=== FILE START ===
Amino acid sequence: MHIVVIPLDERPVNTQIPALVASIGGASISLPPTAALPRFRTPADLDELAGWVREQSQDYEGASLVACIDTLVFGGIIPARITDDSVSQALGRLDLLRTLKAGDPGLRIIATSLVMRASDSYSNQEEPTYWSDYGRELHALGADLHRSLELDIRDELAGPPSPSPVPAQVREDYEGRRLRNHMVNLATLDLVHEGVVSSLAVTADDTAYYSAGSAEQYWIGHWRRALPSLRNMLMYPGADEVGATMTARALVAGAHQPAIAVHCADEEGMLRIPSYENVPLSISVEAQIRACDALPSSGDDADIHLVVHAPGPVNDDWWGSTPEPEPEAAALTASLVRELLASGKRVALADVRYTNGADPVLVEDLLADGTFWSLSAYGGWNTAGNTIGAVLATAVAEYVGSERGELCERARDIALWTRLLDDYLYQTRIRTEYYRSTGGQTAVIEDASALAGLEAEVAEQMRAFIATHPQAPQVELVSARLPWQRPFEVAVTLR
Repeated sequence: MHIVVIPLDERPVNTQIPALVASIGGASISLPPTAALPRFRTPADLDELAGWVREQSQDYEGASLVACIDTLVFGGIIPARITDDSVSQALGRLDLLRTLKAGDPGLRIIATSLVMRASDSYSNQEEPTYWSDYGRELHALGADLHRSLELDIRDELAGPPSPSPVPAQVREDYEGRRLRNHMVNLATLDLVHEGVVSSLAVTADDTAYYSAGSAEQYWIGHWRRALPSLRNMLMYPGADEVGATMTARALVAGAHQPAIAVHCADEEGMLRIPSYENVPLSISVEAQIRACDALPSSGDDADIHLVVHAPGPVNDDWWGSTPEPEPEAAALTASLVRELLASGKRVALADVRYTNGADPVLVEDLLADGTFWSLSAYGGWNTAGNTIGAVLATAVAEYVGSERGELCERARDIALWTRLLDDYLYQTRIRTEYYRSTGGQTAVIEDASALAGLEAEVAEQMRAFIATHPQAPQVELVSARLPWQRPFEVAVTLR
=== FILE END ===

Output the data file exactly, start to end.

Amino acid sequence: MHIVVIPLDERPVNTQIPALVASIGGASISLPPTAALPRFRTPADLDELAGWVREQSQDYEGASLVACIDTLVFGGIIPARITDDSVSQALGRLDLLRTLKAGDPGLRIIATSLVMRASDSYSNQEEPTYWSDYGRELHALGADLHRSLELDIRDELAGPPSPSPVPAQVREDYEGRRLRNHMVNLATLDLVHEGVVSSLAVTADDTAYYSAGSAEQYWIGHWRRALPSLRNMLMYPGADEVGATMTARALVAGAHQPAIAVHCADEEGMLRIPSYENVPLSISVEAQIRACDALPSSGDDADIHLVVHAPGPVNDDWWGSTPEPEPEAAALTASLVRELLASGKRVALADVRYTNGADPVLVEDLLADGTFWSLSAYGGWNTAGNTIGAVLATAVAEYVGSERGELCERARDIALWTRLLDDYLYQTRIRTEYYRSTGGQTAVIEDASALAGLEAEVAEQMRAFIATHPQAPQVELVSARLPWQRPFEVAVTLR
Repeated sequence: MHIVVIPLDERPVNTQIPALVASIGGASISLPPTAALPRFRTPADLDELAGWVREQSQDYEGASLVACIDTLVFGGIIPARITDDSVSQALGRLDLLRTLKAGDPGLRIIATSLVMRASDSYSNQEEPTYWSDYGRELHALGADLHRSLELDIRDELAGPPSPSPVPAQVREDYEGRRLRNHMVNLATLDLVHEGVVSSLAVTADDTAYYSAGSAEQYWIGHWRRALPSLRNMLMYPGADEVGATMTARALVAGAHQPAIAVHCADEEGMLRIPSYENVPLSISVEAQIRACDALPSSGDDADIHLVVHAPGPVNDDWWGSTPEPEPEAAALTASLVRELLASGKRVALADVRYTNGADPVLVEDLLADGTFWSLSAYGGWNTAGNTIGAVLATAVAEYVGSERGELCERARDIALWTRLLDDYLYQTRIRTEYYRSTGGQTAVIEDASALAGLEAEVAEQMRAFIATHPQAPQVELVSARLPWQRPFEVAVTLR